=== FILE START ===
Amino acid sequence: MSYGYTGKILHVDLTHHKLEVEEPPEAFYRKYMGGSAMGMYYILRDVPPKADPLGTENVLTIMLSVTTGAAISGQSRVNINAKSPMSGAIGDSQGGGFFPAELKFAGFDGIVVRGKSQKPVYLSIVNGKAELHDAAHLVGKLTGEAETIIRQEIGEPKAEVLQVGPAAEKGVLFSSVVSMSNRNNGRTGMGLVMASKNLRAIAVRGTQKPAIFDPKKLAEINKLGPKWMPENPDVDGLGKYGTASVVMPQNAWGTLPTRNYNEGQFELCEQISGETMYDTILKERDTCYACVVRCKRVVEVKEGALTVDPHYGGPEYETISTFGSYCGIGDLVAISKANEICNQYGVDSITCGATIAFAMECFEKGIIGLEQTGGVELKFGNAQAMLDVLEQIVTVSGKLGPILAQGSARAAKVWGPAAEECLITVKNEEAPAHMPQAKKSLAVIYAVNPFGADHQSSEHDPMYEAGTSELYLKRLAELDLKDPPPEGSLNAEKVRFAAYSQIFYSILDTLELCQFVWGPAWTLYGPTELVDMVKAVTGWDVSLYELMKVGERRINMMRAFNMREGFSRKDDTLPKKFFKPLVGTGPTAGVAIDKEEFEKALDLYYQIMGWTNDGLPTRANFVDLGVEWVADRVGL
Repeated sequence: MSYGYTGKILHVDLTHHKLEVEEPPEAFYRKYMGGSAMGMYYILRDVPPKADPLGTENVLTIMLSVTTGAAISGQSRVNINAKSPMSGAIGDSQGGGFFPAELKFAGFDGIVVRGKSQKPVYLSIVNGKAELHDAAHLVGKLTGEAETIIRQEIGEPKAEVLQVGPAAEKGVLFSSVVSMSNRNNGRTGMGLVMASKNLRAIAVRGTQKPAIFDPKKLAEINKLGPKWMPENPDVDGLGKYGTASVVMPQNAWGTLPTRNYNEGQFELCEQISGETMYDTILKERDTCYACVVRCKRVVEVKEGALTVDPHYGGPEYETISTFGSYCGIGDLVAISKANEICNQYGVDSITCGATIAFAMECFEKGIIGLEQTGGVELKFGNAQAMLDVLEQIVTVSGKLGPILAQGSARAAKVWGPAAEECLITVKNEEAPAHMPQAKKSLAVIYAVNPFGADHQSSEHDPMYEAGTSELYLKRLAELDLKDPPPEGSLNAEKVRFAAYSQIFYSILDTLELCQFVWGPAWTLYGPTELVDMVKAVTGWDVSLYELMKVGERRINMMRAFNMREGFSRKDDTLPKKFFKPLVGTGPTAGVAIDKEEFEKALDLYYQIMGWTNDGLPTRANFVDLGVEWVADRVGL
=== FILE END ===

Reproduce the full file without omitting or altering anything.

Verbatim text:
Amino acid sequence: MSYGYTGKILHVDLTHHKLEVEEPPEAFYRKYMGGSAMGMYYILRDVPPKADPLGTENVLTIMLSVTTGAAISGQSRVNINAKSPMSGAIGDSQGGGFFPAELKFAGFDGIVVRGKSQKPVYLSIVNGKAELHDAAHLVGKLTGEAETIIRQEIGEPKAEVLQVGPAAEKGVLFSSVVSMSNRNNGRTGMGLVMASKNLRAIAVRGTQKPAIFDPKKLAEINKLGPKWMPENPDVDGLGKYGTASVVMPQNAWGTLPTRNYNEGQFELCEQISGETMYDTILKERDTCYACVVRCKRVVEVKEGALTVDPHYGGPEYETISTFGSYCGIGDLVAISKANEICNQYGVDSITCGATIAFAMECFEKGIIGLEQTGGVELKFGNAQAMLDVLEQIVTVSGKLGPILAQGSARAAKVWGPAAEECLITVKNEEAPAHMPQAKKSLAVIYAVNPFGADHQSSEHDPMYEAGTSELYLKRLAELDLKDPPPEGSLNAEKVRFAAYSQIFYSILDTLELCQFVWGPAWTLYGPTELVDMVKAVTGWDVSLYELMKVGERRINMMRAFNMREGFSRKDDTLPKKFFKPLVGTGPTAGVAIDKEEFEKALDLYYQIMGWTNDGLPTRANFVDLGVEWVADRVGL
Repeated sequence: MSYGYTGKILHVDLTHHKLEVEEPPEAFYRKYMGGSAMGMYYILRDVPPKADPLGTENVLTIMLSVTTGAAISGQSRVNINAKSPMSGAIGDSQGGGFFPAELKFAGFDGIVVRGKSQKPVYLSIVNGKAELHDAAHLVGKLTGEAETIIRQEIGEPKAEVLQVGPAAEKGVLFSSVVSMSNRNNGRTGMGLVMASKNLRAIAVRGTQKPAIFDPKKLAEINKLGPKWMPENPDVDGLGKYGTASVVMPQNAWGTLPTRNYNEGQFELCEQISGETMYDTILKERDTCYACVVRCKRVVEVKEGALTVDPHYGGPEYETISTFGSYCGIGDLVAISKANEICNQYGVDSITCGATIAFAMECFEKGIIGLEQTGGVELKFGNAQAMLDVLEQIVTVSGKLGPILAQGSARAAKVWGPAAEECLITVKNEEAPAHMPQAKKSLAVIYAVNPFGADHQSSEHDPMYEAGTSELYLKRLAELDLKDPPPEGSLNAEKVRFAAYSQIFYSILDTLELCQFVWGPAWTLYGPTELVDMVKAVTGWDVSLYELMKVGERRINMMRAFNMREGFSRKDDTLPKKFFKPLVGTGPTAGVAIDKEEFEKALDLYYQIMGWTNDGLPTRANFVDLGVEWVADRVGL